Sudanese Protest Death Toll Reaches 67 as Internet Cut Off

At least 64 people died in Sudan yesterday in a third day of protests over the government’s scrapping of fuel subsidies, a hospital official said.

The bodies of the dead were brought to two hospitals in the greater Khartoum area, Sayed Qannat, a doctor at Omdurman hospital, said today by phone. At least 319 people were being treated for gunshot wounds, he said. Three people died in the previous two days, according to state media.

The government dispatched troops and police to contain the demonstrations “with utmost firmness,” the state-run SUNA news agency reported, citing a statement by the Khartoum state security coordination committee. Sudanese police spokesman al-Ser Ahmed Omar didn’t answer three phone calls seeking comment.

The protests followed a Sept. 23 decision by the cabinet to raise prices for fuel. That lifted the cost of gasoline to 14 pounds ($3.17) per gallon from 8 pounds, while public transportation tariffs jumped 26 percent. President Umar al-Bashir defended the decision, saying fuel subsidies threatened the economy more than removing them.

Internet access was cut throughout Sudan, according to Renesys Corp., a Manchester, New Hampshire-based Web-monitoring company. Activists had been sharing images and videos of the demonstrations on social media.

Renesys said the Internet cutoff was “the largest national blackout since Egypt disconnected itself in January 2011” when the goverment of then-President Hosni Mubarak tried to quash protests against his rule.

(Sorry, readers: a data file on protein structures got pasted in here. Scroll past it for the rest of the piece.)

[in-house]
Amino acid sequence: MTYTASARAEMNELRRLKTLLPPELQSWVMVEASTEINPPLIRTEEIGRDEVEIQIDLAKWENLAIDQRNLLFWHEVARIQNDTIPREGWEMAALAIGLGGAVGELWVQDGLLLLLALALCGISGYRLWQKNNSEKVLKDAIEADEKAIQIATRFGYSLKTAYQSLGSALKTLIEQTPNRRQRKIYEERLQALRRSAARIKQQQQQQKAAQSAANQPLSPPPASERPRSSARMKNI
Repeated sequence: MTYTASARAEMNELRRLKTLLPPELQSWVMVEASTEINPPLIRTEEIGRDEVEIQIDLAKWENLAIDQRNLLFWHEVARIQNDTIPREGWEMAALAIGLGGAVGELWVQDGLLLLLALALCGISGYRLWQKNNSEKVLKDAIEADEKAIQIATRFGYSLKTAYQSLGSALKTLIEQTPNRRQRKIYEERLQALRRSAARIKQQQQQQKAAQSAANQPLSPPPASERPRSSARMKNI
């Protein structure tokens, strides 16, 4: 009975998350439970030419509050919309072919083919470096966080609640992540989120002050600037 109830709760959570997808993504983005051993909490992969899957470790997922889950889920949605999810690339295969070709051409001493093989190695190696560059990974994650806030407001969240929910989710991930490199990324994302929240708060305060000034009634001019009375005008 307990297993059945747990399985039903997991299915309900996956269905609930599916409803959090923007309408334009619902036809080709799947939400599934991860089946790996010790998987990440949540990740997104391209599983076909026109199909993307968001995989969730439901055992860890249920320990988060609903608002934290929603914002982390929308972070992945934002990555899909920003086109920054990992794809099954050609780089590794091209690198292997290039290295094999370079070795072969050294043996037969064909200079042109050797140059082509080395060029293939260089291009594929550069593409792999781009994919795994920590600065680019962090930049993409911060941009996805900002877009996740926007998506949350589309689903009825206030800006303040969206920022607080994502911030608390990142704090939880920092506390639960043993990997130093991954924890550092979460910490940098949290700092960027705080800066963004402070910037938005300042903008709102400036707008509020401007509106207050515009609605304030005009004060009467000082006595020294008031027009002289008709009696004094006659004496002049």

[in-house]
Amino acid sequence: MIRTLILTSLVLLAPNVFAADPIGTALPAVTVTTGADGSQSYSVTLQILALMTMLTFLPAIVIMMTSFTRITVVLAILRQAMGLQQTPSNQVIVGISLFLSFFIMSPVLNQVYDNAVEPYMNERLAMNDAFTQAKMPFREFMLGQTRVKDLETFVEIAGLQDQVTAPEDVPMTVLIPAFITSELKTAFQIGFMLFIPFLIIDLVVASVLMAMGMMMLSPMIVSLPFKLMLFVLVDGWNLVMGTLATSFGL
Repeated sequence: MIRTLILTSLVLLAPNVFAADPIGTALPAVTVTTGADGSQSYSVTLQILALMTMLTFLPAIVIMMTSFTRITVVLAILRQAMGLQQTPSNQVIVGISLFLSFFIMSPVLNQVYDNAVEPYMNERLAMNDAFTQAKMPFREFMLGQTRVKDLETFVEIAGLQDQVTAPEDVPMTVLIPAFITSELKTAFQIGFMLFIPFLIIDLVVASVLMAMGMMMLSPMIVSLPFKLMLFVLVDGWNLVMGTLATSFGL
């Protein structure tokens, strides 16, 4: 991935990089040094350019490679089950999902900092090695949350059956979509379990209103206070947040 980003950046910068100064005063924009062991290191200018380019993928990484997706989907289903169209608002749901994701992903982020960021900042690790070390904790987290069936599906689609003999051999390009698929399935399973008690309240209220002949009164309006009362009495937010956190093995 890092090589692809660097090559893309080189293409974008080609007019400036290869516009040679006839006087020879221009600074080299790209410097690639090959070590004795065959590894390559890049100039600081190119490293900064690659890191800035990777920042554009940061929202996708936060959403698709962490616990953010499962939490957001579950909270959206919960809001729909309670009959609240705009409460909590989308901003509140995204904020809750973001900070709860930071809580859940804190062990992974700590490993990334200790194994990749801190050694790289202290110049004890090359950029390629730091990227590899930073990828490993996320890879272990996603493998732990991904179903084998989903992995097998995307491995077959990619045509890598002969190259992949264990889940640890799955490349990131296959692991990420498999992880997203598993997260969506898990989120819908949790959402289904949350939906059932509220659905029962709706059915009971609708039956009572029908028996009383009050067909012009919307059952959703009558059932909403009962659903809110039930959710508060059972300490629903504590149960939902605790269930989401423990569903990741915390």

Internet Cutoff

The government denied it was responsible for the cutoff and said protesters burned facilities of Canar Telecommunications Company, which hosts the main base of Internet services for Sudan, state-run SUNA news agency said.

The main opposition parties, including the National Umma Party, the Popular Congress Party and the Communist Party, rejected the government’s decision to cut fuel subsidies and vowed to mobilize protests against it.

“Government knows these measure are rejected, and by taking them it’s standing against the large popular base,” opposition leader and head of the Umma party Sadig al-Mahdi said at a press conference aired yesterday on Sudan’s al-Shorouk television.

Sudan’s economy contracted 4.4 percent in 2012 after newly independent South Sudan took three-quarters of the formerly united country’s oil output of 490,000 barrels a day.

The economy was also hit by a loss of revenue after South Sudan stopped oil production in January 2012 in a dispute over export fees that brought the two countries to the brink of war.

South Sudan restarted output in April after an agreement to resume transfers, and the first shipment may arrive at Port Sudan by the end of May.

Sudan’s gross domestic product is expected to expand 1.2 percent this year and 2.6 percent in 2014, according to the International Monetary Fund’s World Economic Outlook published on April 16.

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